Statement by Ambassador Heiko Thoms during the Open Debate of the Security Council on Women, Peace and Security

Oct 25, 2016

Mr. President,

Germany aligns itself with the statements delivered by the European Union and by Canada on behalf of the Group of Friends of Women, Peace and Security.

Today’s debate marks roughly a year since we met in this Chamber for the High-Level Review on Women, Peace and Security. On that occasion, a record number of speakers in the history of the Council voiced their support for the agenda built on resolution 1325. However, despite some progress, huge implementation gaps remain, as today’s briefings have outlined. I would like to particularly thank Rita Lopidia from EVE, who has impressively spoken about the difficult situation of women in South Sudan.

 

Mr. President,

I will keep my remarks short and operational. After all, the shortcomings in the implementation of the Women, Peace and Security framework are not due to a lack of words, but due to a lack of action:

First, how can we do better here in New York?

A year ago, Security Council resolution 2242 gave this Council a clear mandate to be more inclusive, and to involve civil society in the implementation of the Women, Peace and Security agenda. The Council needs to live up to this commitment and should open its country-specific considerations for briefings by civil society whenever possible.

Germany sees the establishment of the Council’s Informal Expert Group on Women, Peace and Security as a major institutional milestone. Within less than a year of its existence, the Expert Group has already assessed five country situations, in close collaboration with UN field missions on the ground. We now need to ensure that the excellent outcomes of the Group reach the Council itself more frequently and directly.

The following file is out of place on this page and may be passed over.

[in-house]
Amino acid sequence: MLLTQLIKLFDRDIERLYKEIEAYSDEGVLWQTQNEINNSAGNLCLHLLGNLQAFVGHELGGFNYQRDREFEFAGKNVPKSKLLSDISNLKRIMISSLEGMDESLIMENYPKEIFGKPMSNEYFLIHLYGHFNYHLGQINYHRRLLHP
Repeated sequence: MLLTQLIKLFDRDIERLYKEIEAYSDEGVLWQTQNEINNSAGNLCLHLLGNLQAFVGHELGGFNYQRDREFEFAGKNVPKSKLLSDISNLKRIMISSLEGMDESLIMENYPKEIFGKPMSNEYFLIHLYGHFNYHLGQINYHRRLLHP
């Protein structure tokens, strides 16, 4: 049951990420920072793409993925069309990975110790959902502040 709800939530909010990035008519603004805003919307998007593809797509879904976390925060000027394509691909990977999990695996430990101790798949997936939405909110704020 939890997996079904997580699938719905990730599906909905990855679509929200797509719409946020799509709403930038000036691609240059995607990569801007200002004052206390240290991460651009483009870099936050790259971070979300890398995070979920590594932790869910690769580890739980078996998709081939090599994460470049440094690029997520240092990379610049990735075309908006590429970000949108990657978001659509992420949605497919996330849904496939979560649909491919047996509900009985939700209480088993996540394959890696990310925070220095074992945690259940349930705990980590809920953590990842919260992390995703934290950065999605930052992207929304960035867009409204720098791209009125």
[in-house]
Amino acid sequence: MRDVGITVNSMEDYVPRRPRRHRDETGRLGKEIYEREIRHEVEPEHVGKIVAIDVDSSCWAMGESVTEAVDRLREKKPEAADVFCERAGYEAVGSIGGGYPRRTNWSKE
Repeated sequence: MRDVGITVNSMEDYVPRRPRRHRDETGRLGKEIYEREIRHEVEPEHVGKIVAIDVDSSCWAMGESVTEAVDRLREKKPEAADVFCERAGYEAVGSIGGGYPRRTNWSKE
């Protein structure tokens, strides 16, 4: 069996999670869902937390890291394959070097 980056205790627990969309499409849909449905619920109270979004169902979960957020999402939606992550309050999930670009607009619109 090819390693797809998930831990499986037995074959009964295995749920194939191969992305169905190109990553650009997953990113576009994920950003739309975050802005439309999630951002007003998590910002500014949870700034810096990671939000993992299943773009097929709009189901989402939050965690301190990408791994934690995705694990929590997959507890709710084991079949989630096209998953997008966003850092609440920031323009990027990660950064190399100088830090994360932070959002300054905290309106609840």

Second, how can we improve the implementation of resolution 1325 at the regional level?

The Council has rightly called upon regional organizations to partake in the implementation of the Women, Peace and Security agenda. As part of our OSCE Chairmanship, Germany has heeded this call and has appointed a Special Representative of the OSCE Chairpersonship-in-Office on Gender Issues. Next month, the Federal Foreign Ministry in cooperation with the Ministry for Family Affairs will jointly host a meeting in Berlin on Women, Peace and Security that will discuss ways to accelerate the implementation of resolution 1325 – both within the OSCE framework and beyond.

 

Third, where do we stand in the implementation on the national level?

Germany is currently revising its National Action Plan on 1325. And we look forward to exchanging our lessons learned with partners, not just here in New York, but also at capital-level. Germany has also taken an active role in the setup of the Focal Points Network founded by Spain. We are proud to host the 2018 meeting of the network in Berlin.

We are currently working with UN Women, the African Union and the AU Envoy on Women, Peace and Security, Bineta Diop, to explore ways to facilitate the exchange of experiences between African Women Leaders.

 

Mr. President,

We encourage the next Secretary-General to continue to treat the Women, Peace and Security agenda as a high priority. The implementation of resolution 1325 remains a cross-cutting task for the entire UN system, not just the Security Council. We see the “Women, Peace and Security” agenda and the 2030 Agenda for sustainable development goals as interlinked, and this also means that we need to approach their implementation in tandem.

You can count on Germany’s support in taking practical and specific steps to transform the Women, Peace and Security framework into action.

 

Thank you, Mr. President.

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